The second result of the sexual revolution was to undermine feminine defenses. If sex is nothing but a tingling of the genitals, why all the fuss? Why the shame and modesty and hesitation? This was Dr. Kinsey's sinister message, and it was greedily lapped up by men, not so greedily by women, who were, however, shamed at last into being shameless. As a result the barrier between the sexes became permeable: the shield which should be breached by love was eaten away by curiosity. Women are now expected to behave like bath-house homosexuals. However, when women, encouraged to behave in this way, wake up to what they have done, they often experience that peculiar retrospective withdrawal of consent which inspired the new species of female litigation.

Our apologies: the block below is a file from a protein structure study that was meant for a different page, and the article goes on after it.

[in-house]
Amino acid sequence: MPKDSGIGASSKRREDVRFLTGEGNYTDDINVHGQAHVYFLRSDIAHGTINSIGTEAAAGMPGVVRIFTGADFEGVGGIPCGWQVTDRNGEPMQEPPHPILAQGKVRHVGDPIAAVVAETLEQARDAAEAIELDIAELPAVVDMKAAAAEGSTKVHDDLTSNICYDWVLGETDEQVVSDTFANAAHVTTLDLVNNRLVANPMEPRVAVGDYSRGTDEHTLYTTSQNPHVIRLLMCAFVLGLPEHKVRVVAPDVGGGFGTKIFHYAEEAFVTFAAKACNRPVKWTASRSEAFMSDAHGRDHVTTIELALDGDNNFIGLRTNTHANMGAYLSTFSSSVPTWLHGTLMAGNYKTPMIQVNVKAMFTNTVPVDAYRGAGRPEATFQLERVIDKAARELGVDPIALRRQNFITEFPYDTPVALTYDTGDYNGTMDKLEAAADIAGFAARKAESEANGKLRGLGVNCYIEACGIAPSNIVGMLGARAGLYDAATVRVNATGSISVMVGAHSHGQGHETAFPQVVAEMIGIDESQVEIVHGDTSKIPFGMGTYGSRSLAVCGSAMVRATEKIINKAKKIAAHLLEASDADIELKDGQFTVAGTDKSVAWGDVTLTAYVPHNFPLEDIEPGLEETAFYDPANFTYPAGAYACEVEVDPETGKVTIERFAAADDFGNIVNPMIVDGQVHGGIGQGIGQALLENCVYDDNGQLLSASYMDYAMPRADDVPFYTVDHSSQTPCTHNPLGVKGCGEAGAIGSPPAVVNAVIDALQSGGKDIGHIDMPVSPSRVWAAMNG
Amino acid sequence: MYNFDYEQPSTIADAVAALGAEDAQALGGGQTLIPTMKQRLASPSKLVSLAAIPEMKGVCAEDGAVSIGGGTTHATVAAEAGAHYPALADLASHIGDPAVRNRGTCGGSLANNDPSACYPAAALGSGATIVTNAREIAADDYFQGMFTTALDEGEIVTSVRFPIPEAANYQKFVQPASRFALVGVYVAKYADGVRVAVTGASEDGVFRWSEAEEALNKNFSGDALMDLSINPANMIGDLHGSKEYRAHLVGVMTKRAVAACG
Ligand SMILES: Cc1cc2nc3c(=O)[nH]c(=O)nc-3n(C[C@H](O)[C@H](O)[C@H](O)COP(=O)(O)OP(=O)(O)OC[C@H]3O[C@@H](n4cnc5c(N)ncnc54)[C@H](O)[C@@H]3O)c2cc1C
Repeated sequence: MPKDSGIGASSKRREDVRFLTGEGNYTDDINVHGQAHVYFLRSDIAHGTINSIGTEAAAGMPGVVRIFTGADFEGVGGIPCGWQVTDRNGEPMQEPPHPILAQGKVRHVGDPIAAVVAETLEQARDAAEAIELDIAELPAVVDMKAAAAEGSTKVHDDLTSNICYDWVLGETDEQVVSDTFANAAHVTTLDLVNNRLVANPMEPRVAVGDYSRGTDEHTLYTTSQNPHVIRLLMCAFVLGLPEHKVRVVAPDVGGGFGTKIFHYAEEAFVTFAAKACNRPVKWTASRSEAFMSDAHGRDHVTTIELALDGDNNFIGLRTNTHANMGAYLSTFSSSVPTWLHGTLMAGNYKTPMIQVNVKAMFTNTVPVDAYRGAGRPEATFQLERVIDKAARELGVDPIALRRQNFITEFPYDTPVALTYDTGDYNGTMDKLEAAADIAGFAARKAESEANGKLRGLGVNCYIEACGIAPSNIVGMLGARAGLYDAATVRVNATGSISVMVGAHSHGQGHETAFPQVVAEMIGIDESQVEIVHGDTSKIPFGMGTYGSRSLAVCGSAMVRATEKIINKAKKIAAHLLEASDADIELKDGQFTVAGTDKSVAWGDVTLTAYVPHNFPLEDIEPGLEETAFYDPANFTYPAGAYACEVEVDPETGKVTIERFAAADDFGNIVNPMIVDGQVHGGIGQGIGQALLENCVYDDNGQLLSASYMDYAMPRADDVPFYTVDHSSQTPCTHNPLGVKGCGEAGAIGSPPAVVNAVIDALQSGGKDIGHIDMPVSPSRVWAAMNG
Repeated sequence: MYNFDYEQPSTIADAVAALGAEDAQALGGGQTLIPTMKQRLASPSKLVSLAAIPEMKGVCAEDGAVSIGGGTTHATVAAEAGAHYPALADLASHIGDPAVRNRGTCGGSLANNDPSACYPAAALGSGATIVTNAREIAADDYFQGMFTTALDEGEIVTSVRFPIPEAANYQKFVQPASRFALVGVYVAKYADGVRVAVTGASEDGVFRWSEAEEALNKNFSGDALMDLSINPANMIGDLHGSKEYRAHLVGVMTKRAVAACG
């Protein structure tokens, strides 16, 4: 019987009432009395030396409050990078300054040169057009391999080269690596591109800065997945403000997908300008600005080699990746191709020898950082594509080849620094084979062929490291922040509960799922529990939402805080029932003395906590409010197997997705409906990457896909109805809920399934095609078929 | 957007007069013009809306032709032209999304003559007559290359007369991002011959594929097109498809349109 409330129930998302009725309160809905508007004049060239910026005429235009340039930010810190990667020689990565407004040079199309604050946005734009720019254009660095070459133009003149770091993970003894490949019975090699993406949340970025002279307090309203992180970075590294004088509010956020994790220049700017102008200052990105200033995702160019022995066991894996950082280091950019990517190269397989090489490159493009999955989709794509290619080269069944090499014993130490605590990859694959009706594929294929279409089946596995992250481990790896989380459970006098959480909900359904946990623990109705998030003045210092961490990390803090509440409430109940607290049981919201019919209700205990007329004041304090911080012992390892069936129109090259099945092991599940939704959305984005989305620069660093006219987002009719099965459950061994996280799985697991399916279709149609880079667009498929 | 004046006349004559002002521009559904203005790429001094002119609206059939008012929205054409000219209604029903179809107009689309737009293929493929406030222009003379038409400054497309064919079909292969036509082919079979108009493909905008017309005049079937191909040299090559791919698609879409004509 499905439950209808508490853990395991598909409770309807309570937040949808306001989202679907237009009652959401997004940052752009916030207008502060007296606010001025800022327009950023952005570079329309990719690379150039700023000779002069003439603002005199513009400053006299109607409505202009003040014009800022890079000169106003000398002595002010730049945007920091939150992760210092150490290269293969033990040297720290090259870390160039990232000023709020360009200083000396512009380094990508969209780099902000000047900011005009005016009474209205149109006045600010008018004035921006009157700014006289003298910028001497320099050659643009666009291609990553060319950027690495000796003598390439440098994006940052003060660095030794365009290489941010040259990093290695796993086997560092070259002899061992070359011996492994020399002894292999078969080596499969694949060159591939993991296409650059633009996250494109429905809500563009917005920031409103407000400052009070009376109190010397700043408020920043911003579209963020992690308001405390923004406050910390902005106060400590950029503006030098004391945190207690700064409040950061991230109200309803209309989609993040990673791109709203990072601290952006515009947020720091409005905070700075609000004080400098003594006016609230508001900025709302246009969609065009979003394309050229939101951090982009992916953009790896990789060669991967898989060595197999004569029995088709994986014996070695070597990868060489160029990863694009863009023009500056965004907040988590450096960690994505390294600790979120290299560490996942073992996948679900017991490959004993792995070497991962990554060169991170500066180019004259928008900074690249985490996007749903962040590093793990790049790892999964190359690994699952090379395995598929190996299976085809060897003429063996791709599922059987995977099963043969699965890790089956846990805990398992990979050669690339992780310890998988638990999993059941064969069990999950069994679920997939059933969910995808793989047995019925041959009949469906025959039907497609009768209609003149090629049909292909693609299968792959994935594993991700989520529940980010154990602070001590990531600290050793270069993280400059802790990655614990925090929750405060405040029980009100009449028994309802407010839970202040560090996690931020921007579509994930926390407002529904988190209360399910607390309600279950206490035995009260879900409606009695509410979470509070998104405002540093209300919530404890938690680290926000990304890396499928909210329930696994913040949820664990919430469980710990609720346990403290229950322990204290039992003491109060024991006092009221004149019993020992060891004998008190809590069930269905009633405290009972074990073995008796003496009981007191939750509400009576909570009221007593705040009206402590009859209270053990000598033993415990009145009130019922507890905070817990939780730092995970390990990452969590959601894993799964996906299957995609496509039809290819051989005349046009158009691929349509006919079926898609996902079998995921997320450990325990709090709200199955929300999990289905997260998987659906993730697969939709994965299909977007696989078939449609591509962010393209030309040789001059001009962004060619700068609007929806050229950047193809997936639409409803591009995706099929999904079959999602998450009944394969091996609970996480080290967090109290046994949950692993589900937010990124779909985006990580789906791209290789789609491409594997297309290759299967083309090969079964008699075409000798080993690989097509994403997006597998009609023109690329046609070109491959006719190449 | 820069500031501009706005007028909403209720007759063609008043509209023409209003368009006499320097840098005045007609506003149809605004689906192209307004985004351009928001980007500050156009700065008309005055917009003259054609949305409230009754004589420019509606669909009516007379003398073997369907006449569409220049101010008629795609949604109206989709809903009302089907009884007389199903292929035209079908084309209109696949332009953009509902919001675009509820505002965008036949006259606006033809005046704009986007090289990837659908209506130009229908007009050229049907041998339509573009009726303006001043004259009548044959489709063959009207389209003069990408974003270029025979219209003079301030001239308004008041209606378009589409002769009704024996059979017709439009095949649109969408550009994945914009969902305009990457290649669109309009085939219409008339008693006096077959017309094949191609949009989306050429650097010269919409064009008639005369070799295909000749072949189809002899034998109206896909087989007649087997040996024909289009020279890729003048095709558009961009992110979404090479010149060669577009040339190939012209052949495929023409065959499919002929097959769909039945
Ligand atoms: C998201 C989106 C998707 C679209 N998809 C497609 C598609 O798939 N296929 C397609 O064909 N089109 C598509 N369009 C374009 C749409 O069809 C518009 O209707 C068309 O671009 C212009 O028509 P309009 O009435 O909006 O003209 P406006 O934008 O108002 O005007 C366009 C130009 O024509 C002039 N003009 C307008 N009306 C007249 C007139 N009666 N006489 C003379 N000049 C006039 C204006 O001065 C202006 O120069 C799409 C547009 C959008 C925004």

This depressing series of events called "date rape" by the feminists--is taken as further proof of the exploitative nature of men. It is no such thing. It is a proof of the destructiveness of sexual liberation, which has jeopardized everything that gives a woman confidence in her sexual feelings love, commitment, marriage, and the family. The fury of the American feminist conveys the heartbroken recognition that those things are no longer available except on temporary loan to the very attractive.